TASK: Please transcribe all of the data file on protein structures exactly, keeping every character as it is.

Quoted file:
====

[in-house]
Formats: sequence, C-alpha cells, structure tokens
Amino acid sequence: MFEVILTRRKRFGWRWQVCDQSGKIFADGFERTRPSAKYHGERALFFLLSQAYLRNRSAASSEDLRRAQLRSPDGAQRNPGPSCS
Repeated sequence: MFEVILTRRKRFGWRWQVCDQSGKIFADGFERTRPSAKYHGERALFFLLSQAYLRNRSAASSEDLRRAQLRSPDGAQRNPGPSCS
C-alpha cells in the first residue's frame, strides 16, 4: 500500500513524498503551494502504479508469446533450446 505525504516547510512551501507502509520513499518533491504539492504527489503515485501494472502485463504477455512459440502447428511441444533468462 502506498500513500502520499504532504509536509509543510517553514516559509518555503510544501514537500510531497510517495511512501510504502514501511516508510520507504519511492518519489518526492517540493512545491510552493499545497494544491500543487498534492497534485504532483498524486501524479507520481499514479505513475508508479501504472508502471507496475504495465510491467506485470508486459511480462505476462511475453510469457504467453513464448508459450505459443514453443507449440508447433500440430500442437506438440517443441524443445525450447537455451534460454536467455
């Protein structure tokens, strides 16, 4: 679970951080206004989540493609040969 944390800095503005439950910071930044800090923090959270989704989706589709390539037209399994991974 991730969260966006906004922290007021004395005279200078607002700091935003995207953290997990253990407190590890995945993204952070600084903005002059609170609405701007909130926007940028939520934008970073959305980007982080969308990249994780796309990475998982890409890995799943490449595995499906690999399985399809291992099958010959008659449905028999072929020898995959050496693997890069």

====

[in-house]
Formats: sequence, C-alpha cells, structure tokens
Amino acid sequence: MFEVILTRRKRFGWRWQVCDQSGKIFADGFERTRPSAKYHGERALFFLLSQAYLRNRSAASSEDLRRAQLRSPDGAQRNPGPSCS
Repeated sequence: MFEVILTRRKRFGWRWQVCDQSGKIFADGFERTRPSAKYHGERALFFLLSQAYLRNRSAASSEDLRRAQLRSPDGAQRNPGPSCS
C-alpha cells in the first residue's frame, strides 16, 4: 500500500513524498503551494502504479508469446533450446 505525504516547510512551501507502509520513499518533491504539492504527489503515485501494472502485463504477455512459440502447428511441444533468462 502506498500513500502520499504532504509536509509543510517553514516559509518555503510544501514537500510531497510517495511512501510504502514501511516508510520507504519511492518519489518526492517540493512545491510552493499545497494544491500543487498534492497534485504532483498524486501524479507520481499514479505513475508508479501504472508502471507496475504495465510491467506485470508486459511480462505476462511475453510469457504467453513464448508459450505459443514453443507449440508447433500440430500442437506438440517443441524443445525450447537455451534460454536467455
């Protein structure tokens, strides 16, 4: 679970951080206004989540493609040969 944390800095503005439950910071930044800090923090959270989704989706589709390539037209399994991974 991730969260966006906004922290007021004395005279200078607002700091935003995207953290997990253990407190590890995945993204952070600084903005002059609170609405701007909130926007940028939520934008970073959305980007982080969308990249994780796309990475998982890409890995799943490449595995499906690999399985399809291992099958010959008659449905028999072929020898995959050496693997890069």